Ambassador to Ireland, Dublin
Part of Brexit
2nd June 2020 Dublin, Ireland
A week in the life of Robin Barnett
Many people have asked me how an Embassy can operate virtually. After all, diplomacy is something of a contact sport. The answer lies in a combination of good IT, a great team, lots of imagination and creativity, a network of contacts, a lot of hard work and, crucially, by recharging your mobile phone at every opportunity! Let me give you a practical example.
The publication of the UK’s approach to the Ireland / Northern Ireland Protocol last Wednesday made for a busy day for me and colleagues in Dublin as well as London, Belfast, Brussels and elsewhere. But the preparation had begun much earlier. Like most organisations, the British Civil Service has relied heavily on e-mail exchanges and face to face meetings when doing business. But preparing for and gathering reactions to the launch of our paper required a variety of secure technical solutions.
I am impressed by how quickly we have all learnt how to use them. Our Command paper sets out how we are honouring our commitments under the Protocol, which as an Irish audience knows well was designed to avoid the prospect of a hard border on this island. As Michael Gove told the House of Commons, “The Protocol exists to ensure that the progress that the people of Northern Ireland have made in the 22 years since the Belfast/Good Friday agreement is secured into the future.”
It’s clear that the Protocol must be implemented in a way that reflects the unique situation in Northern Ireland. That means protecting the Belfast / Good Friday Agreement, respecting the needs of all Northern Ireland’s people, respecting the fact that Northern Ireland is an integral part of the customs territory of the UK, and protecting the EU’s single market in a way that impacts as lightly as possible on the everyday life of Northern Ireland. A lot of work and thought has gone into trying to get that important balance right.
We will listen carefully to the range of responses to our proposals. We are already discussing them actively with Irish stakeholders using every technique from phone calls to Zoom meetings, and are doing the same with EU partners, where both the Northern Ireland Executive and the Irish Government will also have a seat at the table.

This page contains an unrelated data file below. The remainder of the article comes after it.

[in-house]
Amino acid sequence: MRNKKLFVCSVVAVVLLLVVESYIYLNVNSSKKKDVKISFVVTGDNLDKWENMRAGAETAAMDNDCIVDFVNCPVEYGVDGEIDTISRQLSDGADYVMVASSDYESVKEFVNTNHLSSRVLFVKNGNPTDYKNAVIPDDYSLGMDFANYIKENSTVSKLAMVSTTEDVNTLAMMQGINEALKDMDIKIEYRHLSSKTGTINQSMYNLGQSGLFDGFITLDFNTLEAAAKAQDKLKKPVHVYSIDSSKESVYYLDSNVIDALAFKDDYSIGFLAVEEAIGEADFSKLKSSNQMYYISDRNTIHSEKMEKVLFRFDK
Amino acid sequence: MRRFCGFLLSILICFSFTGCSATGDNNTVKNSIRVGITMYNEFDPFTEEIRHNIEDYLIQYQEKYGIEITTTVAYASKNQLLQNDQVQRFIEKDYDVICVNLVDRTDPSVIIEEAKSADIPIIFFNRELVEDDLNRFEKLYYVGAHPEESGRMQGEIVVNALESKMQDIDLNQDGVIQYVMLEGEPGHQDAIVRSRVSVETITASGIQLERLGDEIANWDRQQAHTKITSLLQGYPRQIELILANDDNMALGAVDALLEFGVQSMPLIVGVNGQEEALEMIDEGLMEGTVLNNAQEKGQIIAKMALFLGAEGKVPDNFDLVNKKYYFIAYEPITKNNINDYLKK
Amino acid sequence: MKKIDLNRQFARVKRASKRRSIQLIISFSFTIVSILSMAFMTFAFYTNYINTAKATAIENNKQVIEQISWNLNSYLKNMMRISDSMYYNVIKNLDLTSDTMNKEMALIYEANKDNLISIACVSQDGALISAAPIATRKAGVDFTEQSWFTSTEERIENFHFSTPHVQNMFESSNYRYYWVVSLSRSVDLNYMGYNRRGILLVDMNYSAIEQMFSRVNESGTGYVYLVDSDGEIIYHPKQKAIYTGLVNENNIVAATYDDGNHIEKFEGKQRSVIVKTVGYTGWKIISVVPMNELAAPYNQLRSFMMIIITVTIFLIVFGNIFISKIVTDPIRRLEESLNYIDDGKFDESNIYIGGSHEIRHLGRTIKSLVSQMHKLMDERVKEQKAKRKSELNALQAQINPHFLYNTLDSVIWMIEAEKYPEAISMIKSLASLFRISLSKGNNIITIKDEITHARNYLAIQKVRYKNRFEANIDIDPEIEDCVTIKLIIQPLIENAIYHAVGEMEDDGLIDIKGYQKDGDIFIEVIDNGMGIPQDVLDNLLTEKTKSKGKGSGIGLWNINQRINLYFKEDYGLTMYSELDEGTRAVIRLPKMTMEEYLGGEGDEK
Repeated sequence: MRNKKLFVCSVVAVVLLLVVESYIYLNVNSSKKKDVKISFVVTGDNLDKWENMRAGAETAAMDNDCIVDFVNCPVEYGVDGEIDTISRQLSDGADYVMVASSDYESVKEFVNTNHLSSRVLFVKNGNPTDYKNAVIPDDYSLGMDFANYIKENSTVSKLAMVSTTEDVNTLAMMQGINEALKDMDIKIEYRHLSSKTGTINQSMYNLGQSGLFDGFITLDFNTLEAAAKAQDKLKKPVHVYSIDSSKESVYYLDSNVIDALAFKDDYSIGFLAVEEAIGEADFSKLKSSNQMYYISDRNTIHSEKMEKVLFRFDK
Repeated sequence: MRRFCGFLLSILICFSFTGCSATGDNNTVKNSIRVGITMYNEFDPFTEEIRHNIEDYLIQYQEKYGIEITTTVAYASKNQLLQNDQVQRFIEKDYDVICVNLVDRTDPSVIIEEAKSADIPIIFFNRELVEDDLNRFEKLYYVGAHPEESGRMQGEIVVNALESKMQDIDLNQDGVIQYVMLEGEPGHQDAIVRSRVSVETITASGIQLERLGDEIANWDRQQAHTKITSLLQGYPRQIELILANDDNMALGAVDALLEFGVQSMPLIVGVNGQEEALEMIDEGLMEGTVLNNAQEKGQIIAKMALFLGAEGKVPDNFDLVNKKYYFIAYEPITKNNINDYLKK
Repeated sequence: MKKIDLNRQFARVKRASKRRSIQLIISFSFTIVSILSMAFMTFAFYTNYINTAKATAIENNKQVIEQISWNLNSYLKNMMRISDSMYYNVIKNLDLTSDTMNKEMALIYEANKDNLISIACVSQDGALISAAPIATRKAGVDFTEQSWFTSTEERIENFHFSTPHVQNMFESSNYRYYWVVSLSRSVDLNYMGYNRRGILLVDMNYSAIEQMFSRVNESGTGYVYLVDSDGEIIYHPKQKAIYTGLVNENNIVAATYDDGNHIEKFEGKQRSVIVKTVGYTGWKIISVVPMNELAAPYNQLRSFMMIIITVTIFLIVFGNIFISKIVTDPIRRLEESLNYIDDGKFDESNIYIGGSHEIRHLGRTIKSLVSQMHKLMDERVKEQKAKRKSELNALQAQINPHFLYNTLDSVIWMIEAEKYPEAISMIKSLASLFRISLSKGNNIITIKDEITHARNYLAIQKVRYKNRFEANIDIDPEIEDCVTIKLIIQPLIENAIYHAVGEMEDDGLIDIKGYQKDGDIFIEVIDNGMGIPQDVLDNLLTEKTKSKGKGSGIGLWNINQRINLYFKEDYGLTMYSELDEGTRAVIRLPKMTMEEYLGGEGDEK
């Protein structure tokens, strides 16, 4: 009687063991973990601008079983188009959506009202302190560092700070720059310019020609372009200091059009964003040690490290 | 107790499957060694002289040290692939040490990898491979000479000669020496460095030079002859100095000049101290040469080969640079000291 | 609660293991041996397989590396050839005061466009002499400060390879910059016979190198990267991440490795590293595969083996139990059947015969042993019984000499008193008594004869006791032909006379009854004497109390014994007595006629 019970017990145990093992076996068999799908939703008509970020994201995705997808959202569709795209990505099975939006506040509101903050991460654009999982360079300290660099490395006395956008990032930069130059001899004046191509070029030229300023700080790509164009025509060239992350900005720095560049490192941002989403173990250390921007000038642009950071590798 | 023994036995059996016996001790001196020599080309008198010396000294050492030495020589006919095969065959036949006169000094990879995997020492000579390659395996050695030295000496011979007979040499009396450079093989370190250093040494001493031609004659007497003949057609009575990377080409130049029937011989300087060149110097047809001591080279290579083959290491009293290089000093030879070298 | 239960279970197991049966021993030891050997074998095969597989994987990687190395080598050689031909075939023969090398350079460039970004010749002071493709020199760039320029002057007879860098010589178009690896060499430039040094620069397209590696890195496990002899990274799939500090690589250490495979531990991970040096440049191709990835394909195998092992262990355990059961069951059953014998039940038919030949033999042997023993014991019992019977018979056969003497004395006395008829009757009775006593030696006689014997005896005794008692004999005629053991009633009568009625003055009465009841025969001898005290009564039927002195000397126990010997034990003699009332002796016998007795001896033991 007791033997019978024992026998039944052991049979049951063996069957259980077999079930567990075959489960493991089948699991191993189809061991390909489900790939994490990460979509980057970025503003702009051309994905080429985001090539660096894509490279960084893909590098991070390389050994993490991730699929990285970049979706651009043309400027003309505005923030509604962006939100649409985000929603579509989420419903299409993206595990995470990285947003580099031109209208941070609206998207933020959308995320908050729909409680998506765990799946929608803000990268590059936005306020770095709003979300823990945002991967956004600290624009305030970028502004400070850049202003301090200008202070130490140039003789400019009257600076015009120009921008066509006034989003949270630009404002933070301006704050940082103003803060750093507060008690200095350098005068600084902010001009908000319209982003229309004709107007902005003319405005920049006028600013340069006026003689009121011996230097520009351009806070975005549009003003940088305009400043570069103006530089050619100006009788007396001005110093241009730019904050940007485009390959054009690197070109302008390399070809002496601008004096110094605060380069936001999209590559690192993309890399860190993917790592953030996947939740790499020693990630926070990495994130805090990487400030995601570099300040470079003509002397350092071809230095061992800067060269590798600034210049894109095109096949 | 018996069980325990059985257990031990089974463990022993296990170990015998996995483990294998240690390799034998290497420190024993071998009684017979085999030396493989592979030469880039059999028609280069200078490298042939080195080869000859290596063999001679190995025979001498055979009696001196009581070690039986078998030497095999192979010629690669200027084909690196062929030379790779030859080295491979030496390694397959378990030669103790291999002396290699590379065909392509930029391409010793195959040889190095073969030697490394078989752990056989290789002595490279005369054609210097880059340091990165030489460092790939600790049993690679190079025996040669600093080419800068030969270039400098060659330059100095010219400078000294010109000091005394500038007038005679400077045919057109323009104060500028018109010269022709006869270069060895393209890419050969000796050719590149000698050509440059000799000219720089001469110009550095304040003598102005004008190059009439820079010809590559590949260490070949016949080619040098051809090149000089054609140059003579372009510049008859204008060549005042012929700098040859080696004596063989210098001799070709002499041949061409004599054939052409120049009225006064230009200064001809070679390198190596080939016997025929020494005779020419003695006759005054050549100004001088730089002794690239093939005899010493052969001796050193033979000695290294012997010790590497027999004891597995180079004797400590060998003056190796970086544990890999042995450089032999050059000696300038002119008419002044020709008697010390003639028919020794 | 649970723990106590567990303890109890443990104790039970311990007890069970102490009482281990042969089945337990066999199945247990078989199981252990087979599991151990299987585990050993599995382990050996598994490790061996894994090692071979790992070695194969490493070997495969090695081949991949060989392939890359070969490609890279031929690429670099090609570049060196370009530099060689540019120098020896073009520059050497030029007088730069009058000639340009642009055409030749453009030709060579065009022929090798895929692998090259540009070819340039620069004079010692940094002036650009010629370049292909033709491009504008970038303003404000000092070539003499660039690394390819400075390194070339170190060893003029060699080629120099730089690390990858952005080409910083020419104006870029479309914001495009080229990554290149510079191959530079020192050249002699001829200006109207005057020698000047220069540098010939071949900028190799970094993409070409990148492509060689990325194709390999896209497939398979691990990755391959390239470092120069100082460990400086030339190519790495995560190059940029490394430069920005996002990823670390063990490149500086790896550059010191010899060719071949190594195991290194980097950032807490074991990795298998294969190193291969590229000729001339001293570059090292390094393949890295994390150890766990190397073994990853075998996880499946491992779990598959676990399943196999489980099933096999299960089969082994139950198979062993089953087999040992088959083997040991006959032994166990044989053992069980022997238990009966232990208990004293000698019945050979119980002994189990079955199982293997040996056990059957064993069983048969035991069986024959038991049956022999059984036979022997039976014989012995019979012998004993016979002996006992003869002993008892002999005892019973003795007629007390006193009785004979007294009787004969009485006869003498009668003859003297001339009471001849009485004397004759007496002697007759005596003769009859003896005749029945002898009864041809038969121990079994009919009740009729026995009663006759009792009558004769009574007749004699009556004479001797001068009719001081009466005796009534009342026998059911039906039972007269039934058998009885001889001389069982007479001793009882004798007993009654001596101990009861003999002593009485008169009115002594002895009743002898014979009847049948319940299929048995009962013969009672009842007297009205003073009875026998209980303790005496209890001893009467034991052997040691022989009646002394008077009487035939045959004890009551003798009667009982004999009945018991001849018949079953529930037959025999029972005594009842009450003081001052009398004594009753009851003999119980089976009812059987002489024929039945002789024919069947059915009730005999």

It was also an eventful week for the wider UK-EU future relationship negotiations. Just before we launched the our Paper on Northern Ireland, we also concluded, the third round of negotiations. At the same time, from 5th to 15th May, the UK and U.S. conducted a positive first round of negotiations for a Free Trade Agreement. All of this by video conference.
There is clear determination on both sides of the virtual table to make the EU/UK talks work even in the current difficult circumstances. From a UK perspective, it is clear that a standard comprehensive Free Trade Agreement, together with other agreements on key areas like law enforcement, could be agreed, in line with the Political Declaration, in the time available.
However, as David Frost, the UK’s chief negotiator, said after the third round, and as Michel Barnier echoed, there has been little progress last week on the most significant outstanding areas we need to resolve: open and fair competition (level playing field), governance arrangements and fish.
The UK negotiating team are looking for a change in the EU approach as the next round begins on 2 June. We need to move things forward. This is why David Frost wrote an open letter to Michel Barnier last week, which set out clearly the UK position. We also shared all of our draft legal texts by email and online, so that the EU’s Member States and others can look at the substance of what we are proposing.
Among the UK’s main concerns is that the EU is looking to bind the UK to EU law and standards: the so-called ‘level-playing field’. We want an approach based on precedent, and the EU has not asked for anything like this on the LPF in any of its other FTAs (even in its negotiations with the US, which has roughly the same size of trade with the EU as the UK).
We all agree that open and fair competition is important, and we, of course, also want to avoid trade distortions in our relationship with the EU: the Political Declaration reflects this. But it’s the way the EU wishes to achieve this that the UK disagrees with.
Having left the EU, the UK does not want, nor would the British public accept, continuing to be bound by EU rules. Instead, we are asking for the same kind of arrangements the EU has agreed in FTAs with other friendly countries, like Canada and Japan. The UK has among the highest regulatory standards in Europe and we have no intention of lowering them.
Both the UK and the EU remain committed to agreeing a zero tariff and zero quota FTA by the end of 2020. Reducing the costs and processes associated with trade is in the interests of people and businesses in both the UK and Ireland. When the fourth round of negotiations starts next week the UK team will be continuing to work hard to find an agreement.
This is crucial work that matters to all sides. We may not be able to meet for a coffee or over lunch or dinner to resolve issues. But I spend much of my working day, just as before, engaging with Irish colleagues, who like us, are working from home, and are also finding all sorts of new and effective ways to operate.
Effective diplomacy has always adapted to changing times. Many of my conversations take place while I am walking so I get great exercise rather than eating too many calories. Mostly I’m on the phone, but very occasionally it’s surprising who you meet doing laps of the same local park!